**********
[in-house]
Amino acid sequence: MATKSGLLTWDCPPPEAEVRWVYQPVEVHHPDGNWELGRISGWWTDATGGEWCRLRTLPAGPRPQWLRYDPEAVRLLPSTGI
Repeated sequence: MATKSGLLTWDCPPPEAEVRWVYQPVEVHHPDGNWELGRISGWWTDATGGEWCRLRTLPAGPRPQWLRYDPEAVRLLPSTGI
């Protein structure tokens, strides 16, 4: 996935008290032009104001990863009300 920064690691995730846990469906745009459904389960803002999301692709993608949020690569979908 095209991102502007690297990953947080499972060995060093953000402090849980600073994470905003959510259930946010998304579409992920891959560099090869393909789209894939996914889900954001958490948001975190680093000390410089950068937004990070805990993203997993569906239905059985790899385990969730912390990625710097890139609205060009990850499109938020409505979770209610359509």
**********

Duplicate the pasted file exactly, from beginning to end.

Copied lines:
[in-house]
Amino acid sequence: MATKSGLLTWDCPPPEAEVRWVYQPVEVHHPDGNWELGRISGWWTDATGGEWCRLRTLPAGPRPQWLRYDPEAVRLLPSTGI
Repeated sequence: MATKSGLLTWDCPPPEAEVRWVYQPVEVHHPDGNWELGRISGWWTDATGGEWCRLRTLPAGPRPQWLRYDPEAVRLLPSTGI
């Protein structure tokens, strides 16, 4: 996935008290032009104001990863009300 920064690691995730846990469906745009459904389960803002999301692709993608949020690569979908 095209991102502007690297990953947080499972060995060093953000402090849980600073994470905003959510259930946010998304579409992920891959560099090869393909789209894939996914889900954001958490948001975190680093000390410089950068937004990070805990993203997993569906239905059985790899385990969730912390990625710097890139609205060009990850499109938020409505979770209610359509």